SURFSIDE BEACH, SC (WBTW) – As our area prepares for cold temperatures, for some the transition is not as easy as turning on the heat or putting on an extra layer.
For those with sensory concerns or autism, changes in temperature and barometric pressure can act as a sensory trigger.
Becky Large, founder of the Champion Autism Network in Surfside Beach, says neither of her two sons with sensory concerns were affected by the cold, but she says it is like any other sensory trigger.
“We might not realize it if our children are acting out,” Large said. “What’s wrong with you today?” You know we don’t know and that’s the eternal question. Like what was it that caused today’s meltdown. Was it a tag in a shirt? Did he not sleep well? Is he getting bullied at school? Rarely would I even think about the change in the weather.”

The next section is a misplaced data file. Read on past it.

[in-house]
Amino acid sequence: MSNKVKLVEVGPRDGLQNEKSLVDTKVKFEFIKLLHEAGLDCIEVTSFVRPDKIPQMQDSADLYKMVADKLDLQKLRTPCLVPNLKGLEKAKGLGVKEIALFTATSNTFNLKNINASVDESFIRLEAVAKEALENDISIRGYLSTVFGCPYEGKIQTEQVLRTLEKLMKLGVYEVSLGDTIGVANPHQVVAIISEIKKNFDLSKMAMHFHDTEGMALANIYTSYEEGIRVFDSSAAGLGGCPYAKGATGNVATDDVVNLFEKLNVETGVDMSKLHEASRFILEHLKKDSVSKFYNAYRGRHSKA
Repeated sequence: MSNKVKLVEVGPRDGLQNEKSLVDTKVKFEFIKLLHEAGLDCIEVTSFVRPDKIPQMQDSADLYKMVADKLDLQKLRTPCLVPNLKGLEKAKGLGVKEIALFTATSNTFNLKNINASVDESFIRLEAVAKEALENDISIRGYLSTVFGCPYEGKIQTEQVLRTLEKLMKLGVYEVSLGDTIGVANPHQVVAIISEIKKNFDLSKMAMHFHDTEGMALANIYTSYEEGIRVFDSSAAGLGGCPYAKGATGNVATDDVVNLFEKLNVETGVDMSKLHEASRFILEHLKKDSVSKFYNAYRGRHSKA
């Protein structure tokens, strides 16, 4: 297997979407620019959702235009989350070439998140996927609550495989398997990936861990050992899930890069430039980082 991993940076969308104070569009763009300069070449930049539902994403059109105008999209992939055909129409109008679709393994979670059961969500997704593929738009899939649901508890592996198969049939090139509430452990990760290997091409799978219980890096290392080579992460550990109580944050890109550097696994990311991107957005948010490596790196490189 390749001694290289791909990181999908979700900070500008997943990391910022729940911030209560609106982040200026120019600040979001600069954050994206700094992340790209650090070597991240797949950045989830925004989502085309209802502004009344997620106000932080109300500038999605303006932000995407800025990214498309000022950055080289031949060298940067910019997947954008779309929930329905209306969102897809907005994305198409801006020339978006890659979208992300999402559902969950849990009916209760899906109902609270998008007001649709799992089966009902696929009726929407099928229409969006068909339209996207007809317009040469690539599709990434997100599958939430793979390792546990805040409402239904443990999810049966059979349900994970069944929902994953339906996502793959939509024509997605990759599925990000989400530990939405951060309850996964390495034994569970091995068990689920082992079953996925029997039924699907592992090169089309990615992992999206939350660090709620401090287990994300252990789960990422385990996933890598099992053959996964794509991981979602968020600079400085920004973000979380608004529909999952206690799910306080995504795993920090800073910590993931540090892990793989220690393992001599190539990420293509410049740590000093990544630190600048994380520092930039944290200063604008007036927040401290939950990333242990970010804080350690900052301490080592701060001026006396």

Large tells News13, while it would be hard for someone who doesn’t have sensory concerns to comprehend what it’s like, it’s important to be kind and understanding.
“That’s one of the primary missions of CAN, is spreading Autism awareness,” Large said. “It’s really not rocket science. It’s that, these people process information and the world around them much differently and life, daily life, especially at school is kind of an assault on their senses.”